TELEGRAPH columnist Bryony Gordon has defended the Duchess of Sussex from criticism about her ‘wokeness’. She applauds her for using her position in the royal family to promote ‘body positivity advocates, mental health campaigners and climate change activists’, as well as for talking ‘about racism and sexism and all those other isms out there that make the world a miserable and unforgiving place’. In her judgment, ‘if the worst thing you can say about a representative of our elite is that they are “woke” to social injustice’, that’s cool with her.
In her defence of Meghan’s guest-editing stint at Vogue that has brought her in for some criticism, Gordon does acknowledge that the Royals ‘have an obligation to remain above the political sphere’. It’s fine when Prince Charles does it, she remarks, seemingly oblivious to the controversies he has caused in the past. The Duchess has not used the September issue of Vogue to call for a general election or to say that she thinks Donald Trump is a nasty little man with an attitude problem, which apparently makes it all right. All she has done is to ‘republish a piece of writing by the author Matt Haig that encourages women (and men) to be comfortable in their own skin’ and to ‘big up women like Sinead Burke, a disability rights activist, and Greta Thunberg, who would like to keep the planet safe for us all’.
The fact that one is a high-profile political activist whose zero-everything campaign would make the planet much less safe, and who hardly needs any extra publicity, and the other is a well-known ‘mental health campaigner’ who writes: ‘I don’t care about your body. I am a beach. I literally don’t give a f***’ is irrelevant, apparently.
Elsewhere this special Vogue issue has been criticised for being ‘packed full of “woke” celebs who share Left-wing views’. One, the poet Haig, was ‘one of just three people Meghan and Prince Harry followed on the SussexRoyal Instagram page’, the other two being Meghan’s defender, Bryony Gordon herself, and far-Left TV personality Jameela Jamil, who called Beyoncé a ‘stripper’, Miley Cyrus a ‘vagina without a platform’ and told Rhianna to ‘put your m*nge away’. The Duchess, however, selected Ms Jamil for the cover of Vogue for being ‘kind and inspiring’ to women.
Bryony Gordon shares the real concern of the Sussexes (and the Cambridges) with mental health. The Duchess is active in her promotion of the ‘charitable initiatives they [she and Harry] get behind’, but there is a fine line between promoting a good cause and promoting oneself by association with a good cause. Today many causes are as political as they are charitable, and some have murky moral provenance: the environmental/birth control movement that the Duchess and her husband have got behind may be ‘Left friendly’ but it is deeply controversial, if not suspect.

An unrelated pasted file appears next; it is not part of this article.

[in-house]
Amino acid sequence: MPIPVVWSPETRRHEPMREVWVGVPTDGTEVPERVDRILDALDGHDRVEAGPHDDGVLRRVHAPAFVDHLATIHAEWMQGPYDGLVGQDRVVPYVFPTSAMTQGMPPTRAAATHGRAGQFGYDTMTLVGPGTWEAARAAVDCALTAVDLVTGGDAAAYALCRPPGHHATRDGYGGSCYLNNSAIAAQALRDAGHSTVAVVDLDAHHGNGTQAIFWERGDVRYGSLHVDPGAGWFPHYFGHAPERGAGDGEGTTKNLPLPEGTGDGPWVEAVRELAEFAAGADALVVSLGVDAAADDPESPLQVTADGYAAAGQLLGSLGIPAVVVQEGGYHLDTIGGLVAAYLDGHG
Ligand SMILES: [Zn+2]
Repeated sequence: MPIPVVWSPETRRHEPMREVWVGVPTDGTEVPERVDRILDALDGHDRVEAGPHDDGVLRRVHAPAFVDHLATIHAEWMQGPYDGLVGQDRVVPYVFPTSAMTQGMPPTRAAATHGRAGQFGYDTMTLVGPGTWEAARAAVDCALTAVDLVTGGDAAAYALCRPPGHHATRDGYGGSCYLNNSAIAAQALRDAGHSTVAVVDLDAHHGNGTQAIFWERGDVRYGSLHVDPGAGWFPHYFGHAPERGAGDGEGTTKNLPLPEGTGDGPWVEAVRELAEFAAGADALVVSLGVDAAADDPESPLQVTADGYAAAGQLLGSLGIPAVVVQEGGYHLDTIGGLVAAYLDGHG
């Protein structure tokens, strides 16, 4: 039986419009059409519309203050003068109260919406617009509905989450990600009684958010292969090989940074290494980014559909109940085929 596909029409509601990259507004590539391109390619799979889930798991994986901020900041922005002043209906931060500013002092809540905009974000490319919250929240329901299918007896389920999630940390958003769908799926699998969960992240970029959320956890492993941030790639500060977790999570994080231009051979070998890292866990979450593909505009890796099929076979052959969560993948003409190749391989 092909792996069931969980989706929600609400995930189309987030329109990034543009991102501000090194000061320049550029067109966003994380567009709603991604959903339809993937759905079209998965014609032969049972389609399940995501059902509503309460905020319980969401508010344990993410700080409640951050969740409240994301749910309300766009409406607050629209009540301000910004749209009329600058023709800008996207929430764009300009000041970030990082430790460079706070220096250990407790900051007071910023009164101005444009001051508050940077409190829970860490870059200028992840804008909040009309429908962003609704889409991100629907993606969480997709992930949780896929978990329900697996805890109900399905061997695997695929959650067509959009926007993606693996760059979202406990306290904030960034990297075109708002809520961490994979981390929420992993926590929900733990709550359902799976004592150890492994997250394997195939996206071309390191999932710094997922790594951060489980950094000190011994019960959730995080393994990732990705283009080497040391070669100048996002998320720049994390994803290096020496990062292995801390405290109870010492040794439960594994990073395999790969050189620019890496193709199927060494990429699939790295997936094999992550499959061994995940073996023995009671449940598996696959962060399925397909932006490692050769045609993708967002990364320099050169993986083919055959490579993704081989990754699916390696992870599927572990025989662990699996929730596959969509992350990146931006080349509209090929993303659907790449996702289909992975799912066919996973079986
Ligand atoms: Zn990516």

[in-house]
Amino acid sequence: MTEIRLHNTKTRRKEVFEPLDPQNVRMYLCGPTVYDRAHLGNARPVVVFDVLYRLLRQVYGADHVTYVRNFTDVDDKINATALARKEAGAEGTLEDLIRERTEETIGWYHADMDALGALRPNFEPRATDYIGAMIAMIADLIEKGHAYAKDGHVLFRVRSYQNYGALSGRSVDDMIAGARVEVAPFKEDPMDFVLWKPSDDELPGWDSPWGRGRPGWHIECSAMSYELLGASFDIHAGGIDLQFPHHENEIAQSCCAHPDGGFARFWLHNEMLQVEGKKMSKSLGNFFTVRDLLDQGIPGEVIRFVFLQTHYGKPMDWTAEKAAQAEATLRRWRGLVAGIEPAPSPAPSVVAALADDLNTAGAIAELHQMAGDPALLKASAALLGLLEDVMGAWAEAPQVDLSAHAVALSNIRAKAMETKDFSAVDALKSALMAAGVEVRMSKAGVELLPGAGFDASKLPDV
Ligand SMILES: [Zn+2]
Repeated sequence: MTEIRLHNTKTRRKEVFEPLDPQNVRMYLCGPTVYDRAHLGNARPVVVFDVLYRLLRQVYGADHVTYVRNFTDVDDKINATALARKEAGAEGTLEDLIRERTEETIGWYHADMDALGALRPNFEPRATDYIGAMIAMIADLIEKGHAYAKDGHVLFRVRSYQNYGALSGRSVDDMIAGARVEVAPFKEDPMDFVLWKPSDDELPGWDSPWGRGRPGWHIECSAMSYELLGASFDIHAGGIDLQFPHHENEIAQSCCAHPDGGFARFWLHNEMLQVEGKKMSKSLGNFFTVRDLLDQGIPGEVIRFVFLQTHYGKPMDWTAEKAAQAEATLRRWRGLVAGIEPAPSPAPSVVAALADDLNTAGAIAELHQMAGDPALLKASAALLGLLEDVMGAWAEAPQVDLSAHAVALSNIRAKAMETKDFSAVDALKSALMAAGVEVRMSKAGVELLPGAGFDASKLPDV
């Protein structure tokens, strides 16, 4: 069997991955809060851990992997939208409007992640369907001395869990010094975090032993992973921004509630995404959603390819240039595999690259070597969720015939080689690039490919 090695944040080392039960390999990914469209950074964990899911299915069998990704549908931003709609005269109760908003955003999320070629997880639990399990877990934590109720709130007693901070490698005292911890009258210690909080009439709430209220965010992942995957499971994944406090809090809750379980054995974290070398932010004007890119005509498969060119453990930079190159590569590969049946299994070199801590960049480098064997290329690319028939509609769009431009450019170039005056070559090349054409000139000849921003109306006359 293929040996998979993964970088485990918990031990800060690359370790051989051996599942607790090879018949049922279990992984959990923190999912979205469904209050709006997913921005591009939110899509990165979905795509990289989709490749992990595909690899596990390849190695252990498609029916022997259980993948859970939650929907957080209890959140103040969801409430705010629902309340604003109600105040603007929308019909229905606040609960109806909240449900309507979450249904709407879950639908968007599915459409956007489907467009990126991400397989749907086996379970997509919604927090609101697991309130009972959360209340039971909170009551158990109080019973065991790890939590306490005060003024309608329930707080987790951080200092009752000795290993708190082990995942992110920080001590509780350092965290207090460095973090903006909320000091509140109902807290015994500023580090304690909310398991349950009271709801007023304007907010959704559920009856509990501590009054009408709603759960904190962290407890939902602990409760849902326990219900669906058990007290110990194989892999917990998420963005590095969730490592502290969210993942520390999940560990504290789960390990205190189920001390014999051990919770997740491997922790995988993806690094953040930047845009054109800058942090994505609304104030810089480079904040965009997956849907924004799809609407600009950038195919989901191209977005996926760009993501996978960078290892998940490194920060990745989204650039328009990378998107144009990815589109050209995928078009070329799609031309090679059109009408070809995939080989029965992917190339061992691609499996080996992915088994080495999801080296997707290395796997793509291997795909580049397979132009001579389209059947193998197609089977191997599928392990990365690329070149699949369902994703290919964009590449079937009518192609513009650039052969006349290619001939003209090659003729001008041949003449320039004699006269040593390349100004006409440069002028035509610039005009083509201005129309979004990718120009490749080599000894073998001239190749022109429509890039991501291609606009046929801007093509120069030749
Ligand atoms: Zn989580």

Gordon might have a point about the Duchess’s campaigning if every other actress, singer, comedian and aspiring celebrity (not to mention the BBC and those exemplars of Left-wing thinking, the advertising industry) were not continually conveying the same message – that of the woke elite on both sides of the Atlantic.
Now the same celebrities, with their ‘colourful love lives’ and countless partners, are jetting around the world telling the poor that they are having too many children. They are as out of touch as the court of King Louis XVI; at least Queen Marie Antoinette (allegedly) said that if the poor had no bread, they could eat cake. The new progressive aristocracy admonishes the poor to eat neither cake nor bread, and turn vegan to boot.
Meghan was one of Hollywood’s royalty but now that she is a member of a real royal family there is bound to be more scrutiny of her words and actions. This is the negative side of her position, privilege and wealth.
Gordon opines: ‘Love them or loathe them, the royal family are well worth the £1.24 we each pay every year.’ This is beside the point. Support for the monarchy remains remarkably stable, which is exactly why they would be well advised not to stray into politics or ideologically controversial matters. It risks antagonising as many as it pleases, or more.
We are so used to the Queen, who has given unstintingly to public service without anyone being able to divine her personal feelings on anything remotely controversial, that it is almost a cliché to remark that this is the source of our constitutional stability. Should Meghan alienate the support of the vast majority it can serve only to embolden the dormant anti-royalist campaign; the far Left would have no greater pleasure than in abolishing her along with every other royal.
The Duchess of Sussex – mixed race and from a single-parent family – began her royal fairy tale with a huge fund of public goodwill. Both the marriage and the public welcome for it was a genuine celebration of today’s open and non-discriminatory society. However her apparent self-obsession and need to build her own ‘brand’ is in danger of squandering this goodwill. There are no signs as yet that Prince Harry wishes he had never acquired a ‘woke’ princess, but if the couple awaken public opinion to the dubious benefits of republicanism, they may find that the opposite of ‘woke’ is ‘broke’.